Jun 04, 2008 - 7:44am
The independent Climate Institute today broadly welcomed the
Garnaut Review’s draft report which lays bare the stark costs for
Australia of inaction on climate change and urged the Government to
focus on investment in clean energy and low carbon technologies in its
consideration of the report.
“If the Government responds with the
right policies, today, the fourth of July, would mark an important step
towards carbon independence day. Professor Garnaut’s report adds
urgency for Australia’s journey away from the fatal shores of our high
carbon economy, said John Connor, CEO of The Climate Institute.
“Arriving at a low carbon economy will require policies that create
powerful low carbon investment engines to grow the economy and jobs. The
Government’s industry focus needs to be on investment and support, not
compensation, to assist the transition of our economy to using clean
energy and low carbon technologies.”
“Any assistance for
generators or emissions intensive industries genuinely impacted by
emissions trading needs to be connected to supporting a transition to
clean energy and low carbon outcomes. We broadly support the draft
report’s comments in this regard.”
The Climate Institute broadly
welcomed the recommendations of the Review but expressed some concern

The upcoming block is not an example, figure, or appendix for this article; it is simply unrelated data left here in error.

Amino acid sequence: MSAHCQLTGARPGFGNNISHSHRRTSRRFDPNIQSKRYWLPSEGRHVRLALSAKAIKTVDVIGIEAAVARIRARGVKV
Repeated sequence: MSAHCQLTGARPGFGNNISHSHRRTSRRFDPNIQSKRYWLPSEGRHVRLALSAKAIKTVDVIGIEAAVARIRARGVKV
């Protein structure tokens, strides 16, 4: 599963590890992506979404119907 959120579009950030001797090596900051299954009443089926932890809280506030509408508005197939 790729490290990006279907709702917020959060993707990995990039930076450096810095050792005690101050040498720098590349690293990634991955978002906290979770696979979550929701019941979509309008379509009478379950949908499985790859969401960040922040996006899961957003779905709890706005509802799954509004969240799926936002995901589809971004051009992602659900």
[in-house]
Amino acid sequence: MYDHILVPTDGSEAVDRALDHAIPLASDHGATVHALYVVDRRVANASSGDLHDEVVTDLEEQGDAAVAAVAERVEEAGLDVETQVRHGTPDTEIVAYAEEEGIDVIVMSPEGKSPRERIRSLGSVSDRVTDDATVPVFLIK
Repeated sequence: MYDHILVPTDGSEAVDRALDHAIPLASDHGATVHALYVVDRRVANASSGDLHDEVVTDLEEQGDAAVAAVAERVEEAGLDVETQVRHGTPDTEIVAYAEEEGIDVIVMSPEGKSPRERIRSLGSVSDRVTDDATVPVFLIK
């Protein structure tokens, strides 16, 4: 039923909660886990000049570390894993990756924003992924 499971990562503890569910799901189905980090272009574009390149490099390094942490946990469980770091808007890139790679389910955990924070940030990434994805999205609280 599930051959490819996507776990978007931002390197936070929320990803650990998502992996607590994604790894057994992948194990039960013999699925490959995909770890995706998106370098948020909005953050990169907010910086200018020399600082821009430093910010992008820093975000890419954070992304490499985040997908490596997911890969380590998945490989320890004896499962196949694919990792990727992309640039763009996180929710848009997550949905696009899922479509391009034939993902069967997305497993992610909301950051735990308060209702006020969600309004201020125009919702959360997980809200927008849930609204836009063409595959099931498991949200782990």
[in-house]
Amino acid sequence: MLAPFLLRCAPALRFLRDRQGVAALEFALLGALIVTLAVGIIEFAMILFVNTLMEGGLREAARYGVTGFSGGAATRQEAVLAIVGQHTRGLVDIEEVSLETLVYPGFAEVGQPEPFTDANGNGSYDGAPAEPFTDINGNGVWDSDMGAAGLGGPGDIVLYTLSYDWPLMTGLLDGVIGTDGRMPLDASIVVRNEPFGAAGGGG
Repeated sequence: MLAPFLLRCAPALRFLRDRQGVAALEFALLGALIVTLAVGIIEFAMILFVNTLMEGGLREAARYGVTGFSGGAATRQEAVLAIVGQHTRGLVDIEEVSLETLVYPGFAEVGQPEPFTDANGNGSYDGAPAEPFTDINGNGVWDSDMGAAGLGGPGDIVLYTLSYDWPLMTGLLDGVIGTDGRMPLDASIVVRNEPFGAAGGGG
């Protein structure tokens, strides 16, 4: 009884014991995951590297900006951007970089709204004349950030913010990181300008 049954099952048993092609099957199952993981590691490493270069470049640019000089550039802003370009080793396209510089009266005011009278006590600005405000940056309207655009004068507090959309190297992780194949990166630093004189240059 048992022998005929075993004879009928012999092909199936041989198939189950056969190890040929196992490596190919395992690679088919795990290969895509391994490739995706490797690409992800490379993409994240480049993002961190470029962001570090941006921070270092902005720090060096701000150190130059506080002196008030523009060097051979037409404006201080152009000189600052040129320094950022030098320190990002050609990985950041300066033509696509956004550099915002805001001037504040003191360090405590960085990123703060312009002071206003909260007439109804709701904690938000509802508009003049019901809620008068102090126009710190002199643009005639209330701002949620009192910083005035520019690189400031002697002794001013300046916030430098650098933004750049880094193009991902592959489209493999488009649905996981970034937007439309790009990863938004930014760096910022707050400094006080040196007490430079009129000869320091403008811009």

about proposals for a soft start to the emissions trading scheme (ETS).
suggestion to put an ETS on training wheels would require ramping up
other measures like clean energy incentives, energy efficiency reforms
and public transport investments.”
The Garnaut report is to be
followed in two weeks by the Government’s Green Paper and it is
important that the Government remains focussed on the big picture now
and throughout the year in preparation for the release of its detailed
response in December.
“Today marks the start of a critical phase
in our response to climate change and it’s important we remain focussed
on the main game, there are three key tests,” concluded Mr Connor.
Australia’s still-rising greenhouse pollution by 2012 - data released
last week showed continuing increases with the biggest spikes from
electricity generation, up 53 per cent between 1990-2006, and transport,
up 27.4 per cent during the same period. We should, and can, reverse
this trend by 2012 with reductions of at least 25 per cent on 1990
levels by 2020.
- Leadership to achieve an effective global
agreement - Australia can only help to achieve the global climate
agreement so vital to our long term national interest if we are
committing to reduce our emissions, but also signal that we will invest
in clean technology in developing countries and help them prepare for
unavoidable climate impacts. A guaranteed proportion of the emissions
trading revenues should be set aside for such assistance.
Australia competitive in the global low carbon economy - Meeting
emission reduction targets and building the clean-energy alternatives
will generate trillions of dollars of investment opportunities.
Australia needs policies to ensure all new electricity load generation
comes from clean energy and that support, not hinder, investment in
clean energy and low carbon technologies.